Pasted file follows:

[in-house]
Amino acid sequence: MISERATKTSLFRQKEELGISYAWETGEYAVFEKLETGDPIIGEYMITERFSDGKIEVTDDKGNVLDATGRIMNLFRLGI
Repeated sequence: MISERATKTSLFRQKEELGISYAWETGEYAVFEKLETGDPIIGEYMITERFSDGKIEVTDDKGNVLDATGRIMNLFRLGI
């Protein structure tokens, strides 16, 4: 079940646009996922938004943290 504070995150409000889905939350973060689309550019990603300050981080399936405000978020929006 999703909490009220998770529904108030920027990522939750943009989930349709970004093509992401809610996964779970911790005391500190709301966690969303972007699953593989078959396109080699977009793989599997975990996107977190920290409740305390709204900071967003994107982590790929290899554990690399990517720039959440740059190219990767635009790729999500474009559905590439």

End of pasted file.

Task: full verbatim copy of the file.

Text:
[in-house]
Amino acid sequence: MISERATKTSLFRQKEELGISYAWETGEYAVFEKLETGDPIIGEYMITERFSDGKIEVTDDKGNVLDATGRIMNLFRLGI
Repeated sequence: MISERATKTSLFRQKEELGISYAWETGEYAVFEKLETGDPIIGEYMITERFSDGKIEVTDDKGNVLDATGRIMNLFRLGI
């Protein structure tokens, strides 16, 4: 079940646009996922938004943290 504070995150409000889905939350973060689309550019990603300050981080399936405000978020929006 999703909490009220998770529904108030920027990522939750943009989930349709970004093509992401809610996964779970911790005391500190709301966690969303972007699953593989078959396109080699977009793989599997975990996107977190920290409740305390709204900071967003994107982590790929290899554990690399990517720039959440740059190219990767635009790729999500474009559905590439």